I was a mess. My daughter was living on the streets, sleeping in parks and friend’s cars, out of control in her alcohol and drug abuse. Angry and grief-stricken, embarrassed and ashamed, my heart was full of guilt and fear. Unable to sleep or eat much, the stress was getting to me. My emotional health was seriously compromised.
One day I heard someone liken our hearts to a garden. Following that analogy, I realized mine was full of weeds and thorns. Major work needed to be done to keep my heart-garden from having the life choked out of it. If neglected it any longer, it would dry up altogether. Nothing healthy or attractive would remain.
Can you relate? Does it feel like trauma and stress are choking the life out of you? Pause a few minutes to take inventory of your heart-garden. Are weeds running rampant; are plants withering from neglect?
If you feel dead inside, overwhelmed, and depressed you may have become emotionally unhealthy. If so, it’s time to rid yourself of what’s killing you.
But please, don’t despair. With proper care you’re going to be okay.
When I work in my flower beds, the first thing I must do is assess the problems. If I’m not sure, I call on a professional. They look things over and tell me the remedy.
The same is true with our hearts. These are a few issues I identified in mine:
- Fear and worry
- Bitterness and Resentment
- Self-absorption and self-pity
Do you recognize any in yours?
Left unattended, these weeds of the heart tend to take over. As soon as you’re aware of them beginning to spread, it’s a warning sign. You have to get busy and do something before they run rampant and do more damage. The longer you wait, the more work is required. The same is true with a garden or lawn. Neglect only makes the issues harder to deal with.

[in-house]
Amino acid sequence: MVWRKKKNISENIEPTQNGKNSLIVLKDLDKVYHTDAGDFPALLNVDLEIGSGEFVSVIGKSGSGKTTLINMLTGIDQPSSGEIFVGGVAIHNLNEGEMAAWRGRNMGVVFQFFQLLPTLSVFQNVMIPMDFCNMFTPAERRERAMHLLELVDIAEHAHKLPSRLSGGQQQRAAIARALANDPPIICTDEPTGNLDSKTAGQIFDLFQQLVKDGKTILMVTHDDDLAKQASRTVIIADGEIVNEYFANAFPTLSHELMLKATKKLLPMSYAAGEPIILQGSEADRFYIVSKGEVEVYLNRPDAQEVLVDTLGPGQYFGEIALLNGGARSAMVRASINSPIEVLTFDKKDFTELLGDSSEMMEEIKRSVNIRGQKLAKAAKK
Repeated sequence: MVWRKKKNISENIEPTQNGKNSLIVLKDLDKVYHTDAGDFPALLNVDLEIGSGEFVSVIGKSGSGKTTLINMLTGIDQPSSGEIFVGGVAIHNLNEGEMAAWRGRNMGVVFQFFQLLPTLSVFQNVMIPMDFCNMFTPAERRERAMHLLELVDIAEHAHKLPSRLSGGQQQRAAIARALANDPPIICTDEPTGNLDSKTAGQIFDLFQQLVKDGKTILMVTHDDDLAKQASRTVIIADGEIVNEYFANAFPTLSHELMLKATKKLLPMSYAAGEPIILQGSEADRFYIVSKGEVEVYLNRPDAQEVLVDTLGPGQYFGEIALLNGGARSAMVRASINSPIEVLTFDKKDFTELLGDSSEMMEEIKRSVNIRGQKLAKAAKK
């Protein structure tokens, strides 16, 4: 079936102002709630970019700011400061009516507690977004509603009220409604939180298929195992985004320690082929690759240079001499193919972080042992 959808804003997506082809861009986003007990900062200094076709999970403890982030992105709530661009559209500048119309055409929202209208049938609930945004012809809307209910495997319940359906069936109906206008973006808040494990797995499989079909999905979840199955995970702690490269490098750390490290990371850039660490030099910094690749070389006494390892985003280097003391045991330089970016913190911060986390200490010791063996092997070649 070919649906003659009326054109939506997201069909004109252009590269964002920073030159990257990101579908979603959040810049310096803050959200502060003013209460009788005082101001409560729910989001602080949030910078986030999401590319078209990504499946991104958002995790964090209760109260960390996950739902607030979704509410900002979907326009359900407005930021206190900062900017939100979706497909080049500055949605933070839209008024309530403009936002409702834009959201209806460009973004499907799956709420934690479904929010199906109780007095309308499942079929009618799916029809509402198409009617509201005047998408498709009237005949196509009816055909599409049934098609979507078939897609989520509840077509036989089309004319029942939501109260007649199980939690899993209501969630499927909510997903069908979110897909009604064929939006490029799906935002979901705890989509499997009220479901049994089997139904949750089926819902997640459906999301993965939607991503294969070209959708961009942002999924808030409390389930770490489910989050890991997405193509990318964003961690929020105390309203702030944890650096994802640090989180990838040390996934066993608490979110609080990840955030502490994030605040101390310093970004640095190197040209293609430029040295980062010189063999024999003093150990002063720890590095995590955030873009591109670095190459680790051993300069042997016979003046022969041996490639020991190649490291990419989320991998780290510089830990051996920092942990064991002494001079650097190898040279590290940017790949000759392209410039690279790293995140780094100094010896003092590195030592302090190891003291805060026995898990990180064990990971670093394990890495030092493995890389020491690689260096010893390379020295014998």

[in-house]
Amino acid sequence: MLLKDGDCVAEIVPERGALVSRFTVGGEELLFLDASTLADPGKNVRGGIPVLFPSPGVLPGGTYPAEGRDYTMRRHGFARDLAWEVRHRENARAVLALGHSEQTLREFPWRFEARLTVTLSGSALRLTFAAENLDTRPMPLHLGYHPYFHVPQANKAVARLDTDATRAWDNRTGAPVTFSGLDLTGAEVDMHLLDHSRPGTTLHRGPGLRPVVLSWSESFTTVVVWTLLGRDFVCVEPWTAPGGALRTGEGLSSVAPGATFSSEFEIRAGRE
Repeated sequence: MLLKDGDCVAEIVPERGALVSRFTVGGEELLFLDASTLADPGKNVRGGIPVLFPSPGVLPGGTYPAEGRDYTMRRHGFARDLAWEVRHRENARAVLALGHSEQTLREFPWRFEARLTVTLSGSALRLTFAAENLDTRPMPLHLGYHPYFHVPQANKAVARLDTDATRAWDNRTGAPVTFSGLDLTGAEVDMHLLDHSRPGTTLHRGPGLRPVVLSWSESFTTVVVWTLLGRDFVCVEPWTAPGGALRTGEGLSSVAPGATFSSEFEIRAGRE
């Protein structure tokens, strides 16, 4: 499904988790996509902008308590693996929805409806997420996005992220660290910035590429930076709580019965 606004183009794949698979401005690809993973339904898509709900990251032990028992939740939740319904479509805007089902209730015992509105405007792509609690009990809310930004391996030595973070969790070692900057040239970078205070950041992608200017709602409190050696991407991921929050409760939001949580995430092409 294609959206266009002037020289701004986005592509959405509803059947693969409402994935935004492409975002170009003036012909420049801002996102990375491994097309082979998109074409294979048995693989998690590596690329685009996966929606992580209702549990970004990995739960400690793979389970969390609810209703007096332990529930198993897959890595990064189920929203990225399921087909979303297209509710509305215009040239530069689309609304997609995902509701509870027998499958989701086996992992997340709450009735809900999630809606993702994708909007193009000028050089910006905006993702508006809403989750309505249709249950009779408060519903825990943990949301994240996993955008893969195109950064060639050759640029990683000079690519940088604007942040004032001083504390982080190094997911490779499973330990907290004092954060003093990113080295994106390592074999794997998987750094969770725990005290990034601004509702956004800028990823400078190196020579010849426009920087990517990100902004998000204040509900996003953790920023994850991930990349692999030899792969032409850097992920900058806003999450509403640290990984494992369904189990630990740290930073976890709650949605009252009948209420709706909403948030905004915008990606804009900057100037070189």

Please don’t delay. Take a close look at your heart. Ask yourself, are any of these beginning to cause me a problem? Each has the power to harm you and damage the relationship with your child.
These 8 things helped me stay emotionally healthy. I hope they help you too.
1) Be honest with yourself about the weeds you struggle with.
2) Talk openly with a friend who’s a good listener and won’t judge you.
4) Write out your feelings in a journal.
5) Talk with a counselor/pastor/priest/clergy-person for extra support and help. You might only see them once, but it could make a big difference.
6) If you’re an artist draw, paint or create something that expresses how you feel.
I’m not very good with my hands so I made a poster that showed what my life was like before and after the problems surfaced with my daughter. I wrote adjectives and cut pictures from magazines, etc. It turned out to be a very insightful activity that led me to explore my inner world more than I had previously.
7) Talk to God. Give your struggles and feelings to Him in prayer. Ask for courage and for His healing touch.
8) Turn to the Bible. God will use it to encourage and strengthen you.
“When I pray, you answer me; you encourage me by giving me the strength I need” (Psalm 138:3).
Thank you, God, for caring about the condition of my heart. I finally see how damaged my emotional well-being has become. Give me determination to do the hard work of weeding my inner garden. I need Your strength. Please come quickly to help me. I need You so much. Amen.
*What would you add to my list? Please share your ideas in comments.